The Centers for Medicare and Medicaid Services today released an annual report on national health expenditures that revealed health care spending increased by 3.9 percent in 2010, continuing the upward trend in health care costs. But the news that shouldn’t be overlooked in the report is the federal government’s share of total national health expenditures.
In 2010, the federal government’s share increased to 29 percent. This means the American taxpayer will bear the brunt of this rapidly rising health care spending. And there's no relief in sight. In fact, in 2014 as the health care law’s Medicaid expansion and cost sharing subsidies take effect, taxpayer funding of health care is expected to rise even further.
Proponents of the health care law promised the reforms would decrease costs, but the law fails to actually address the rising cost of health care. The law ignores the problem, and instead places additional expensive mandates on states, individuals, and businesses. Health care costs are going nowhere but up, and it's taxpayers who are footing more and more of the bill.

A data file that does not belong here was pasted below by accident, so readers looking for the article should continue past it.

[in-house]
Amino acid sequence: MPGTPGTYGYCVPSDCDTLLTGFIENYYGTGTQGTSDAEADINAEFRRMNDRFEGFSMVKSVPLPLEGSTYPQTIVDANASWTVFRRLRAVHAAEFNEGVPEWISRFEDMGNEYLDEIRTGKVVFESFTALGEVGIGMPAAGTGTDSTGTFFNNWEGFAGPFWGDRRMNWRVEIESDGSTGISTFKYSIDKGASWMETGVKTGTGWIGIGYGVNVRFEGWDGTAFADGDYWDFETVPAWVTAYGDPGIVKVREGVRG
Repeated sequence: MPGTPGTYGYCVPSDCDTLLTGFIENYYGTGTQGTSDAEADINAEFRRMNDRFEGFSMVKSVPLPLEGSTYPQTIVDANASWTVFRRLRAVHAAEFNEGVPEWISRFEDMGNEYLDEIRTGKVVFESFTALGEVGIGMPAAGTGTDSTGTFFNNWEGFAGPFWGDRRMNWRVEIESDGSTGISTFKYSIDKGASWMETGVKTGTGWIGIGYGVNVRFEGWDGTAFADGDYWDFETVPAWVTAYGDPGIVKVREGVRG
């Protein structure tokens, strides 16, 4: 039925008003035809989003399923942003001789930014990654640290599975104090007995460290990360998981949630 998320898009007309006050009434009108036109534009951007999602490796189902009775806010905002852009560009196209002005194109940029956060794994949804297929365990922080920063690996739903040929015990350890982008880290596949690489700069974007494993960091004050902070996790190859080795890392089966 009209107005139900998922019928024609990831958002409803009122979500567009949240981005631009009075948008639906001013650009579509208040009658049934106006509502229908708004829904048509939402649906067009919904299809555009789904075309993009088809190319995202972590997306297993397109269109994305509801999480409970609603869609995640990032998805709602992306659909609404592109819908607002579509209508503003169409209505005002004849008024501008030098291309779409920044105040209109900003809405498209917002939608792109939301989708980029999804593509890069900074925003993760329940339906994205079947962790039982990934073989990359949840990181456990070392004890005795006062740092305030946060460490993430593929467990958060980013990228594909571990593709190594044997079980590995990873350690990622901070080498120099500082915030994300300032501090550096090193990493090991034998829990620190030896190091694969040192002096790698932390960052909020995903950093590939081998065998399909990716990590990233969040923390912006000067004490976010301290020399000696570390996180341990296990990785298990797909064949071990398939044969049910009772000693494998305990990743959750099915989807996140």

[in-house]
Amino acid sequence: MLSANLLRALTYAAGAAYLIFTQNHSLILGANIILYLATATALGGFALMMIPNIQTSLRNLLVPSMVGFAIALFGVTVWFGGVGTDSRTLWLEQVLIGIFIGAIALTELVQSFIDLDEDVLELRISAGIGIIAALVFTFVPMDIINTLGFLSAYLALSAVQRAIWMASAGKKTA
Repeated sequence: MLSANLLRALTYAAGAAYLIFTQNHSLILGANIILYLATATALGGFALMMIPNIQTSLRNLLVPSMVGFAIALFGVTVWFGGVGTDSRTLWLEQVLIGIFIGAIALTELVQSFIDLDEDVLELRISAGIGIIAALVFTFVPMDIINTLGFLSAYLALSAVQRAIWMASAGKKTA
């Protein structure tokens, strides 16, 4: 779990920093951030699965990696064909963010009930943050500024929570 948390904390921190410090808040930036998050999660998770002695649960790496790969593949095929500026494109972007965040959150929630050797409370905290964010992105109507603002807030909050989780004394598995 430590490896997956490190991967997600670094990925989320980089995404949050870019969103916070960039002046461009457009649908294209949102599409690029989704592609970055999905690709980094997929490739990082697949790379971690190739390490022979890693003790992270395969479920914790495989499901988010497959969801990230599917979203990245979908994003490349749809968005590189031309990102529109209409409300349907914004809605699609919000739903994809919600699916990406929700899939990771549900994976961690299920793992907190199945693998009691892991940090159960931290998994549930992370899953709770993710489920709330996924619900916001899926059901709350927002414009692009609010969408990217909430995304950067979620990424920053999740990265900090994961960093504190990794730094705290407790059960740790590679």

The National Health Expenditure Accounts (NHEA) are the official estimates of total health care spending in the United States. Dating back to 1960, the NHEA measures annual U.S. expenditures for health care goods and services, public health activities, government administration, the net cost of health insurance, and investment related to health care. The data are presented by type of service, sources of funding, and by type of sponsor.
U.S. health care spending accelerated slightly in 2010, increasing 3.9 percent compared to growth of 3.8 percent in 2009. Total health expenditures reached $2.6 trillion, which translates to $8,402 per person or 17.9 percent of the nation's Gross Domestic Product, the same share as in 2009.